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Wall Street Journal

 

Losing Confidence in Marriage

July 03, 2009

By Kay S. Hymowitz

Is marriage in the midst of the social equivalent of the financial meltdown? The first inkling -- the Bear Stearns moment, if you will -- came almost a year ago when the National Enquirer reported that John Edwards appeared to be the father of a love child. The full-scale crisis hit in the past weeks with les affaires Ensign, Sanford and (at least according to rumor) reality-show star Jon Gosselin. Adding to the sense of a Great Marital Depression was a much discussed article in the Atlantic by performer and writer Sandra Tsing Loh about her own infidelity and ultimate separation from her husband, titled “Let’s Call the Whole Thing Off.”

Yes, marriage is suffering a full-scale crisis of consumer confidence. Some say that marriage is an outdated institution. Others argue that humans are not designed for long-term monogamy, especially these days. “Our life expectancy has shot from 47 to 77,” Ms. Loh observes, “isn’t the idea of lifelong marriage obsolete?” Responding to Ms. Loh’s article in the online magazine Double X, Kerry Howley proposed that we relieve ourselves of the ideal of permanence that has been a defining characteristic of the institution since men and women began tilling the earth. Ms. Loh, Ms. Howley noted, had been married for 20 years and produced two children. That’s a pretty good run, isn’t it? People change, life moves on, new love calls. And for skeptics who point out that children might quibble with this sort of deregulation, you could still argue, OK, give the kids 18 years and then you can call the whole thing off.

In any crisis, people tend to panic and forget basic facts. This meltdown is no exception. First and foremost, marital breakdown is not rampant across the land. It is concentrated among low-income and black couples. Americans seem to have a lot of trouble grasping this fact, probably because so much public space is taken up by politicians, celebrities and journalists with marriages on the skids. But in actuality, the divorce rate for college-educated women has been declining since 1980. Out-of-wedlock childbearing among the educated class remains rare. The bottom line is that higher-income, college-educated couples are far more likely to get married and stay married than their less-educated and lower-income peers. We shouldn’t go so far as to call Ms. Loh and Mr. Sanford, if he decides to return to the heart he left in Buenos Aires, outliers. But they do nothing to clarify a key problem facing the country, which remains the apartheid state of marriage.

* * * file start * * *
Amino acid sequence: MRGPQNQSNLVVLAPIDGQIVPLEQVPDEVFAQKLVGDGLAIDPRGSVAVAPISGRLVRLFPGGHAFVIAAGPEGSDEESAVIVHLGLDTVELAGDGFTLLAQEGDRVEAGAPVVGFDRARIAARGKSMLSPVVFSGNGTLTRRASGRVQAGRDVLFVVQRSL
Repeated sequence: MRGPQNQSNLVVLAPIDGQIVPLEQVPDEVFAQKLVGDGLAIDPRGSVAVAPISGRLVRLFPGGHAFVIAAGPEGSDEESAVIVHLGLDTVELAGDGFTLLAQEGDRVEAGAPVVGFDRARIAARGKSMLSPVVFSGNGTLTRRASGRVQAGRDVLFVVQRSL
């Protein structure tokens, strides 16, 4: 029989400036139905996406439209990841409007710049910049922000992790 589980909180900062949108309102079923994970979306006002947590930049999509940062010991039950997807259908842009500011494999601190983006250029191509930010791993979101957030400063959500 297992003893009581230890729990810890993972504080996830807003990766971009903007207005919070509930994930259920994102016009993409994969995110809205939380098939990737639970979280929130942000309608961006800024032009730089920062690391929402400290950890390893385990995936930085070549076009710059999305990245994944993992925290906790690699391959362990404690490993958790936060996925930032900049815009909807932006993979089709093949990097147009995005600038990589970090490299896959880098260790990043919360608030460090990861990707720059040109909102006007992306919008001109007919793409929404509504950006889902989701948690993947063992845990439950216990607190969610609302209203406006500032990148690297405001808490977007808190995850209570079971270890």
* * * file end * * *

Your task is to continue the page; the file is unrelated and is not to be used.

The seemingly reasonable notion that marriage is crashing because we’re likely to live till 80 also doesn’t hold up. The typical divorce is not of a midlife couple bored with finishing each other’s sentences; it’s of a twosome who have just written the last thank-you note for wedding gifts. More than one-fifth of marriages break up within five years. The median age at first divorce is 30.5 for males and 29 for females. The risk of break-up goes up after one year of marriage and peaks at 4½ years. That’s right. A lot of Americans barely wait till the paint is dry in the new family room before setting out for more promising territory.

But if recent high-profile break-ups don’t tell us much about our systemic failure, they do illustrate a paradox of marriage as it has evolved in the post-boomer era. On the one hand, despite their sophistication, the marrying classes still want love with a capital L. The New York Times nuptials pages, once simple status announcements about Muffy Branford marrying J.W.R. Witherspoon, now include details of how the couple met and found a full-tilt, love-of-my-life connection. People may admit that passion fades a bit, but soul-mate idealism is a defining part of contemporary marriage. So is the “relationship work” that is supposedly required to sustain it. On the other hand, the college-educated marrying kind believes -- correctly, judging from the considerable research on the subject -- that their children will be better off growing up with their father and mother in the house. In this sense, they take a practical view; marriage is an investment in their children’s future.